This week we talk with industry leading development authority, Michael Vax, Vice-President of Product Development at Blackboard. In the first blog, we began the interview and profiled Michael’s extensive background in development and leadership.
Today I put these questions to Michael:
Stephen: This is becoming a requested staple in my interviews. Provide your top prediction of a future trend, its implications and business opportunities?
Michael) The world economy is becoming more and more integrated.
Implication: This means that more and more companies are finding out that their customers are located in different countries and regions. For example, WebCT has customers in more than 70 countries and is translated into many languages. In order to serve those customers well you need to localize your software.
Business Opportunity: To be successful internationally, make sure that s/w is designed from the bottom up to be localizable. It is much more efficient to do it from the very beginning than to refactor later on when you need to deliver the Spanish version of your product the next month. While localization is much more than simply translation, let’s cover the basics first.
To be able to translate your s/w you need to make sure that all text and graphics are stored in separate resource files. Your application as well as your database also should know how to work with double byte characters (support the Unicode standard). To do translations you need to engage one of the translation companies such as SimulTrans or Translation.com. When selecting a translation vendor, make sure to evaluate their testing and project management processes in addition to the quality of their translators.
Don’t forget to make sure that display formats of dates, numbers, and currencies in your application are localizable. You also need to support multiple time zones and time saving rules. If you are planning to sell in Arabic countries, right to left support is a must. Localization is not limited to simple text translation. For example, other countries and regions have different taxation and regulations.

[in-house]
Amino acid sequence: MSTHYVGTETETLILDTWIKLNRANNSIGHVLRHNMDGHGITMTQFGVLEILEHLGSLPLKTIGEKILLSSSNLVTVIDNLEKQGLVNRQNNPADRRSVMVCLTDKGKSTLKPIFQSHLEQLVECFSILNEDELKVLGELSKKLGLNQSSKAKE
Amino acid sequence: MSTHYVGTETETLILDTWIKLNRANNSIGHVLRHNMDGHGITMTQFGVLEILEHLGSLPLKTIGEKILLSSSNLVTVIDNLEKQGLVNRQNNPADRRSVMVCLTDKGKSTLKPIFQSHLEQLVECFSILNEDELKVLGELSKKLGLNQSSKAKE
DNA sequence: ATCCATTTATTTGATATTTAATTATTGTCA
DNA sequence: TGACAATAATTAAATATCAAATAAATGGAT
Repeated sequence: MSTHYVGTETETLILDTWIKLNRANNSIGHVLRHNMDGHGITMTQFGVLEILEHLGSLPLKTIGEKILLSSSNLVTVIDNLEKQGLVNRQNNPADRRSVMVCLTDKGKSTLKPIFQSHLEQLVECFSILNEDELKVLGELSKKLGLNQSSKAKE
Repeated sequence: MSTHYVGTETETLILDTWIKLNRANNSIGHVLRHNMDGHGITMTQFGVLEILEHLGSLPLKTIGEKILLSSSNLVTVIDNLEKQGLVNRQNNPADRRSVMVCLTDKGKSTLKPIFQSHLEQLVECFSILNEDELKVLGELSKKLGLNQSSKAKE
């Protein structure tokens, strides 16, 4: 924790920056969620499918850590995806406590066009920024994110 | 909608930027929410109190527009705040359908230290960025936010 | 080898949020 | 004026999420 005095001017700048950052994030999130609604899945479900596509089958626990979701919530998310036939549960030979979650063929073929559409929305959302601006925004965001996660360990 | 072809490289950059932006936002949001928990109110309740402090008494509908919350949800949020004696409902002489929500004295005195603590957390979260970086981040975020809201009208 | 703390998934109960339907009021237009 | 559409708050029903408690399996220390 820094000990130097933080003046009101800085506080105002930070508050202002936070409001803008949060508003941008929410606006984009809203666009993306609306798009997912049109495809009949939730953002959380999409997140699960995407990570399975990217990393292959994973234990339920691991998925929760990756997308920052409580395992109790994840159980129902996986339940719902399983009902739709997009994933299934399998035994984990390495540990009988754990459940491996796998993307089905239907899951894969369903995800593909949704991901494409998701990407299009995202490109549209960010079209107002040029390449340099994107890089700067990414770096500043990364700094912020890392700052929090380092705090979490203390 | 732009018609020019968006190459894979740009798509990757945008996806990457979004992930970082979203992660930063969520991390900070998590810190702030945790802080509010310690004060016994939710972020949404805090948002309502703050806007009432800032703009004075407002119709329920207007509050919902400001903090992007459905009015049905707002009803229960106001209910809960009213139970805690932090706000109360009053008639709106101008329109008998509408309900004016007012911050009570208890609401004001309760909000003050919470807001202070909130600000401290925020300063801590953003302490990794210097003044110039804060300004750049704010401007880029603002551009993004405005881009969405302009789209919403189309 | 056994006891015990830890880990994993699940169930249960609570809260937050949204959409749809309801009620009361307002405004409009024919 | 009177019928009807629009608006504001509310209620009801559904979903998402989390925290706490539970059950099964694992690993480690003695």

When an application’s text, help, and documentation are getting bigger, translation costs may skyrocket and even make it cost prohibitive to enter smaller international markets. There are several ways to control cost. You may be able to reduce the size of materials that need to be translated by using single source publishing where online and printed materials are generated from the same source. You can also reduce the word count by using consistent terminology and cross reference help topics to avoid duplication. If this is not enough, the next step is to develop tools that will allow your customers and regional partners to do translation on their own.
Stephen: Which are your top five recommended resources?
- “Innovation Happens Elsewhere. Open Source as Business Strategy” by Ron Goldman, Richard P. Gabriel http://dreamsongs.com/IHE/IHE.html. This is an excellent book written by people responsible for launching and managing open source projects at SUN. It shows how and why for-profit businesses can and should coexist, collaborate, and work together with Open Source Communities.
- I have mentioned already Mary Poppendieck’s books on Lean Software Development.
- “The World Is Flat – A Brief History of the Twenty-First Century” by Thomas Friedman is a recent bestseller that explains globalization and what it means to individuals, communities, countries, and companies.
- Better Software magazine and its online companion StickyMinds.com is a good resource for software developers and managers.
- CIPS web site www.cips.ca
Look for more of Michael’s insights in this blog series. In the next blog, Michael will provide great insights into automated testing to increase quality; the best moves for career development and especially into management; and discuss his views on making pragmatic decisions concerning software feature sets (keeping it simple).
I also encourage you to share your thoughts here on these interviews or send me an e-mail at firstname.lastname@example.org.
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Stephen Ibaraki, FCIPS, I.S.P.